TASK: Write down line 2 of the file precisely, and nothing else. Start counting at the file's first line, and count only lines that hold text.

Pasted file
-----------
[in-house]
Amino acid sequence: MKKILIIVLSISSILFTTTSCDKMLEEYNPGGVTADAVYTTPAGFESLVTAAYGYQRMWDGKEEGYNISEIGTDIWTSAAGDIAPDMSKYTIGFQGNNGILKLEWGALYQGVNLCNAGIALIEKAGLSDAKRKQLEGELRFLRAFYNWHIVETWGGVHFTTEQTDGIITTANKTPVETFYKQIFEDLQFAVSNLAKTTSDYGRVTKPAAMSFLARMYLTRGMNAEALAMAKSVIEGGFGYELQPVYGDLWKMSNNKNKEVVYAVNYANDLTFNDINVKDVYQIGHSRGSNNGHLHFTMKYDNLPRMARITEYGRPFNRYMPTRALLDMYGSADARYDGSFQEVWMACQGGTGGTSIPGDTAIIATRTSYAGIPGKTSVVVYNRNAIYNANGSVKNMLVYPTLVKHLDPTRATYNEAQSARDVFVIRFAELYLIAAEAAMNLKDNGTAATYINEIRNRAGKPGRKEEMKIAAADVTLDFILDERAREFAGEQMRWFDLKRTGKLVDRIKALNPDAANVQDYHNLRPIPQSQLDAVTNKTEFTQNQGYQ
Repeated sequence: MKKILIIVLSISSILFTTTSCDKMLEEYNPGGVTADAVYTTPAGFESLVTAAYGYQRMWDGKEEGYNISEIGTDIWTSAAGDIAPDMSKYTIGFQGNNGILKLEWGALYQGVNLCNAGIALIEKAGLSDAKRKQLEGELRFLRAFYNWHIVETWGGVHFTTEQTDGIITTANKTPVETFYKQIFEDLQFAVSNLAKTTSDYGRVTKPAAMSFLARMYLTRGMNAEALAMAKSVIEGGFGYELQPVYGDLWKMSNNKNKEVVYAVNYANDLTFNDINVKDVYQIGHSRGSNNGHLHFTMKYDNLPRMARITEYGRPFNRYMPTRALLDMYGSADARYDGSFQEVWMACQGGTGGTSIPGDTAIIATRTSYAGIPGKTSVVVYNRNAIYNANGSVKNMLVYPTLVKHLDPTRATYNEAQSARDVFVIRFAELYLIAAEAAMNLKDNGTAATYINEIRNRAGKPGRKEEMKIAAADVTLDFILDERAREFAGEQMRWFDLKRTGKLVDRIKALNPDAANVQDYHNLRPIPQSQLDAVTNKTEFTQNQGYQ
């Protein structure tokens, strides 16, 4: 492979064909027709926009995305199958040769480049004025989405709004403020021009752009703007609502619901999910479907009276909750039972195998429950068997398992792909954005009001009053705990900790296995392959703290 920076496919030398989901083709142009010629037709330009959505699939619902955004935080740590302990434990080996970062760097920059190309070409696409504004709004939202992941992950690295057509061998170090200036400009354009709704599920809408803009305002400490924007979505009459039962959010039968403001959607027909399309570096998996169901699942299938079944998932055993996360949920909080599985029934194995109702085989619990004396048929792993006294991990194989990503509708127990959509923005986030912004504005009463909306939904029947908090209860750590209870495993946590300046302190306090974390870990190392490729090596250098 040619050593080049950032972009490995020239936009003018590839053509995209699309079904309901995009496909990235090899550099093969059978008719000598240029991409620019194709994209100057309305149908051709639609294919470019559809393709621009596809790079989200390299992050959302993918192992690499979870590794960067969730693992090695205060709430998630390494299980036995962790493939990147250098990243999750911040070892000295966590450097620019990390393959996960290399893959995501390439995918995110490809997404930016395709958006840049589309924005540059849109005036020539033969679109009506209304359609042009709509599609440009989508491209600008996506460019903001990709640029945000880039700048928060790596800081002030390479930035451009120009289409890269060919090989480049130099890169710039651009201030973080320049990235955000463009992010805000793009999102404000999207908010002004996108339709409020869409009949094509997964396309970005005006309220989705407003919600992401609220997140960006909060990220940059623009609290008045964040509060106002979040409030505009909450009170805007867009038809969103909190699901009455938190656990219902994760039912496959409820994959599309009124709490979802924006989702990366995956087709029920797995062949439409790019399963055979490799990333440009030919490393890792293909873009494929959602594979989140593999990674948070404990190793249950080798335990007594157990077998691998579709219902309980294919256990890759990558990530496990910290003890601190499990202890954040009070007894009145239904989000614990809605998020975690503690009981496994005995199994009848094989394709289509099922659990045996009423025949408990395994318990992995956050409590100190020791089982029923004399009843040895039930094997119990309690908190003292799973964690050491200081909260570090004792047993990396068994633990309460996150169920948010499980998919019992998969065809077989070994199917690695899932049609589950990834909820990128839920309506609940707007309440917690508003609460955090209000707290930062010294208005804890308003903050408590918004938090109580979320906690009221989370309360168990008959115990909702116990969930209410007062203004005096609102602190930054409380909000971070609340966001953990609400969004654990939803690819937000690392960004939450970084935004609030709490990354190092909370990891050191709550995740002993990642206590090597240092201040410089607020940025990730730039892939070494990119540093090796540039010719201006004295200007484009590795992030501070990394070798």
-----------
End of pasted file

Amino acid sequence: MKKILIIVLSISSILFTTTSCDKMLEEYNPGGVTADAVYTTPAGFESLVTAAYGYQRMWDGKEEGYNISEIGTDIWTSAAGDIAPDMSKYTIGFQGNNGILKLEWGALYQGVNLCNAGIALIEKAGLSDAKRKQLEGELRFLRAFYNWHIVETWGGVHFTTEQTDGIITTANKTPVETFYKQIFEDLQFAVSNLAKTTSDYGRVTKPAAMSFLARMYLTRGMNAEALAMAKSVIEGGFGYELQPVYGDLWKMSNNKNKEVVYAVNYANDLTFNDINVKDVYQIGHSRGSNNGHLHFTMKYDNLPRMARITEYGRPFNRYMPTRALLDMYGSADARYDGSFQEVWMACQGGTGGTSIPGDTAIIATRTSYAGIPGKTSVVVYNRNAIYNANGSVKNMLVYPTLVKHLDPTRATYNEAQSARDVFVIRFAELYLIAAEAAMNLKDNGTAATYINEIRNRAGKPGRKEEMKIAAADVTLDFILDERAREFAGEQMRWFDLKRTGKLVDRIKALNPDAANVQDYHNLRPIPQSQLDAVTNKTEFTQNQGYQ